Time to grant Indian sports independence from 70 years of government enslavement
Looking back at the 2016 Rio Olympic Games, the next generation will see it as the beginning of India's resurgence as a sporting nation.
It was tough getting into the school team, and to make it into the college first string was even harder. Then came the state XI, and finally the glory of wearing the national colours.
Looking back at the 2016 Rio Olympic Games, the next generation will one day see it as the beginning of India's resurgence as a sporting nation. They will say, okay, that’s when we woke up.
I don’t send out tweets drenched in dismay or derision, or wring my hands in agony. Seeing how late we have started in most disciplines and considering the bumbling bureaucracy and political interference that mars the Indian sports administration, it is a wonder that we get anywhere at all.
Of course, we are guilty of neglect. From officials, who only seek power and position to a layman like you and me, who express deep grief over the performance of Indian hockey but can barely name even half the team, our callous approach towards upcoming talent is to be blamed.
Yet, we know what Virat Kohli had for dinner.
This time round we sent 120 athletes to Rio, the biggest ever group to go the Olympics from India. Good going. Next time send 240 and downsize the officials.
They tried, these boys and girls, they tried their best, but unlike the medal winning nations we neither give our athletes financial security and top training facilities nor does our corporate world step up to the plate and sponsor talent.
We don’t take skilled children and hone them at ten. We don’t have talent scouts whose life’s mission is to strive, to seek and not to yield.
We have never seriously undertaken, beyond sporadic forays, any long term steps to locate born talents, runners and archers and swimmers, in our rural areas. Look what the Kenyans and Ethiopians have done with their endurance runners, not since yesterday but for the past twenty years.
They invested in their country's talent. We didn't.
Our tribal belt would be brimming with talent. Our rural boys and girls would have the stamina of a lion but there is no planning, no system to harness our sporting resources.
And yet, two people indicate that there is hope for tomorrow. Dipa Karmakar became the first Indian girl to qualify for the gymnastics despite being from a country where the facilities don’t even exist.
Dattu Baban Bhokanal, an army jawan from a drought hit village, set the lake on fire in Rio by becoming the only Indian ever to reach the Olympics in the sculls rowing event. Most Indians would not even know what sculls is; they may even mistake it for the phonetically similar word 'skull' (which means the bone structure of the head).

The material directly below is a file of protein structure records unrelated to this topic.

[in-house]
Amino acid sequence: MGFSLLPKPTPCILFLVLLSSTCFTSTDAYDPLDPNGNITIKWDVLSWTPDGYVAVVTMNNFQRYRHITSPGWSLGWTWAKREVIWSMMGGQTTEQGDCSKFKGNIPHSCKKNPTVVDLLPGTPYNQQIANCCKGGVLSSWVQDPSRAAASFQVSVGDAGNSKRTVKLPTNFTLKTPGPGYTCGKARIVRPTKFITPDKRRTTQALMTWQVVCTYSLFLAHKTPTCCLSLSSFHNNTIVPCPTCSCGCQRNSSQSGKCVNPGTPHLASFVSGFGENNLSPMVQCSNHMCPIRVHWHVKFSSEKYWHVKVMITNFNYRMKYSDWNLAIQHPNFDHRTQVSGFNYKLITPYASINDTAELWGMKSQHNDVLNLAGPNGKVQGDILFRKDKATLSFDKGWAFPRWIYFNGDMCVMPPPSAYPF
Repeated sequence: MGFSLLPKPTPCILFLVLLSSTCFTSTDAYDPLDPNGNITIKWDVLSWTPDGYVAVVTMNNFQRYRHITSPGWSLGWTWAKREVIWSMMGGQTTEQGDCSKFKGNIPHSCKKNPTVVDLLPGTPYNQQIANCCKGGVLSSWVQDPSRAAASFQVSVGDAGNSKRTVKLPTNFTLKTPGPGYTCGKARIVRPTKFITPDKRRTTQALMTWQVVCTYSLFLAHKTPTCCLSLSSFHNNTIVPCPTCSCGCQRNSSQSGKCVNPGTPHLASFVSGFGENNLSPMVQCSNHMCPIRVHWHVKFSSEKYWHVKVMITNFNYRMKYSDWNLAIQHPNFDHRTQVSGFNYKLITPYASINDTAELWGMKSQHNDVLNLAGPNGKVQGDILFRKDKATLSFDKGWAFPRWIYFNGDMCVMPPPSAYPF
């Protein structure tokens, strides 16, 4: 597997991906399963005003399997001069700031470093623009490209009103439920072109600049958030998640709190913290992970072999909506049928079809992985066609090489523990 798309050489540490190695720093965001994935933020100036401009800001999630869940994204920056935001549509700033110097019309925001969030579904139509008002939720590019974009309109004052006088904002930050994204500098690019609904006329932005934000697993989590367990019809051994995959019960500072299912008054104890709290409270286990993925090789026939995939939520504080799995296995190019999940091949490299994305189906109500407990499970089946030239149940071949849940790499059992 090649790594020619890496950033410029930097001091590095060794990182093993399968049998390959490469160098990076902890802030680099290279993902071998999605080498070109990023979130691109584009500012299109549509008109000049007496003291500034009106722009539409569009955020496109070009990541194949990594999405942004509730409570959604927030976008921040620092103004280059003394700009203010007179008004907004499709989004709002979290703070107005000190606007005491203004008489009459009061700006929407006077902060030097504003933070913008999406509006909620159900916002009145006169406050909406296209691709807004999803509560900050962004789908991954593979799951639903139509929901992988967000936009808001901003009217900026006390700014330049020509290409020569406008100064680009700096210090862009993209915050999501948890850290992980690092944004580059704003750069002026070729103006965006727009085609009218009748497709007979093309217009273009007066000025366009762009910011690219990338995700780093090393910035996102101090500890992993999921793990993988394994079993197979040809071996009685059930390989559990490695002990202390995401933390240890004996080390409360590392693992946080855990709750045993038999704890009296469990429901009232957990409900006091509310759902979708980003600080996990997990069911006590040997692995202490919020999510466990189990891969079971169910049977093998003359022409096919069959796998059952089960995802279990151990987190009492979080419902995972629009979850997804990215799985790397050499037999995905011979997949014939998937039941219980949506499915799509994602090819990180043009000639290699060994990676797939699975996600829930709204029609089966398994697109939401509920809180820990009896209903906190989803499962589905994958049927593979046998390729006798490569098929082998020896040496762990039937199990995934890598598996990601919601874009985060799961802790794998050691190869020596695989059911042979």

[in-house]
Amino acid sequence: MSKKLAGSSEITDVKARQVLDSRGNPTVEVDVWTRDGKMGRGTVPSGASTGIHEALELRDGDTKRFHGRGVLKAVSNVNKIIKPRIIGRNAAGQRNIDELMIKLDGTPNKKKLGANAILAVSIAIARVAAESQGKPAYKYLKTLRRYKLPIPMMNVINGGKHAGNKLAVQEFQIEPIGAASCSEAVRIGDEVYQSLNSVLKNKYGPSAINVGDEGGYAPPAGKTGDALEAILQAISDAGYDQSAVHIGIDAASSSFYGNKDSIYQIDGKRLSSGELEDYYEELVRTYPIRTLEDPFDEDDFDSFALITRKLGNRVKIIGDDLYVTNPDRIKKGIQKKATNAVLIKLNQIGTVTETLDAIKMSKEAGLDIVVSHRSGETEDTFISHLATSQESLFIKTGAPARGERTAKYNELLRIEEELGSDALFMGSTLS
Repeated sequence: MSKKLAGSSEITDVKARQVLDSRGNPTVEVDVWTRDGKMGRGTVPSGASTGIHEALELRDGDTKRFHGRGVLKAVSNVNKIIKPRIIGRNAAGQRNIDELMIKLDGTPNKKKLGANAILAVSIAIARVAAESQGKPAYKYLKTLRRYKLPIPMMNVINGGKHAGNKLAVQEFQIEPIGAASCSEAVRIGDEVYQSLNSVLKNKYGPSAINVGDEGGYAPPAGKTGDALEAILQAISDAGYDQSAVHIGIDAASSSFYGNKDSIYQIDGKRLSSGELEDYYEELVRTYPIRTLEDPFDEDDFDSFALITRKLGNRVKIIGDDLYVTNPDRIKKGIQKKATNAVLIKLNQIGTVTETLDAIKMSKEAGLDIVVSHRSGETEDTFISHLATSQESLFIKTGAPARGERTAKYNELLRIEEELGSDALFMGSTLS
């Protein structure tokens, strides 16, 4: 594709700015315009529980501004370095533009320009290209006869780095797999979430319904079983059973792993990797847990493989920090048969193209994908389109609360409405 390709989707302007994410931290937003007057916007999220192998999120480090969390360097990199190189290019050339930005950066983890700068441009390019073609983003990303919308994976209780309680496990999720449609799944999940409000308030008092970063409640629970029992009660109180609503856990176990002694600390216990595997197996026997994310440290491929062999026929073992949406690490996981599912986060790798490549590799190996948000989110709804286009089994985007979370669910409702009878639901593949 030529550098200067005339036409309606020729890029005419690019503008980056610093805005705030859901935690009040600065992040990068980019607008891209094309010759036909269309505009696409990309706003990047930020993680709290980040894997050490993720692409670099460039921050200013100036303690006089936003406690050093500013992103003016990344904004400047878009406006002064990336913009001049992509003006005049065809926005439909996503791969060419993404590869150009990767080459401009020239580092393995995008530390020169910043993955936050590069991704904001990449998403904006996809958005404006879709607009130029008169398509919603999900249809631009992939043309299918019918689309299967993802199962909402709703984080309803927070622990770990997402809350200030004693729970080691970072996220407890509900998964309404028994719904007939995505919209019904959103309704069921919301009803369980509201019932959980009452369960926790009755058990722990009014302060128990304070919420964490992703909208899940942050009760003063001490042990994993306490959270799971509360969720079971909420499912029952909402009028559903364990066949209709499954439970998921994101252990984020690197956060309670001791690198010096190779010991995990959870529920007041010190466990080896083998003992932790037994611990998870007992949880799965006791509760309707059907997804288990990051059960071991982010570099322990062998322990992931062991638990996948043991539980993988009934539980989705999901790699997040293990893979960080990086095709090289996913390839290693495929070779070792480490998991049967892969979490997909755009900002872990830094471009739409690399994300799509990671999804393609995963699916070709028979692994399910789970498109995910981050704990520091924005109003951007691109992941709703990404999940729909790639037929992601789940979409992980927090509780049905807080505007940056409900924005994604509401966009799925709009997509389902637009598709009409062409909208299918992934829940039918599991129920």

But against all odds, Karmakar and Bhokanal epitomise tomorrow. They opened doors that were not even considered as options.They are India's heroes and we should give them laurel wreaths.
Will some multi-billion turnover company take them under their wing and put them through the hoops over the next four years? Doubt it.
Individuals like them will open more doors in more spheres to more raw and natural born talent. Archers will hit the bulls eye. Our boxers and wrestlers will continue with high spirits. Shooters will bite the bullet. Our tennis squad will rise above their petty squabbles. But if they fail, they must be replaced with fresh talent. That is the key. Replace, restore, replenish.
All this said, there are three elements that need to be faced and these were reflected in our hockey match against Belgium and they impact right across the sports board.
We lack killer instinct. We would rather be nice guys, which is why we even have Fairplay awards in cricket. No one understands what purpose does it serve, but they still think it’s an excellent idea. Our love for legends borders on the ridiculous, we keep them way past their ‘sell by’ date, as if we owe them a debt of undying gratitude. Get past it.
There is no strategy or tactic or even a recognition of the critical difference between the two. That is why we don’t catch potential talent when they are young and ready to be moulded into champions.
Our coaches do not inspire. They do not get stuck in. I am watching the basketball game between Argentina and Brazil and the score is 95-95 in extra time and the coaches might as well be on the court, they are desperately scribbling ‘plays’ in the timeouts and are so into the team. They are all Mourinhos on speed.
Our coaches wear track suits, suck in their bellies and look glum.
If we could just get the bureaucratic and political foot off the neck of our sports persons, make it a private enterprise, and put our money where our mouths are rather than being bitter in the absence of medals, we can exult in the fact that despite all the shortcomings in our approach we did pretty well.
But these heroes will come home to a non-welcome. Nobody will give a damn. Not a hoot.
If we truly want to be a nation known for sports, we must make it a business and run it like a business, unlike a government sponsored money making racket. Where else in the world do officials travel business class and players in economy.
For starters, let the official breakdown of how much was spent on athletes and how much on officials at Rio be made public...that will offer us proof of how casually we take our players and yet expect them to be on top of the world.
Time to grant Indian sport its independence.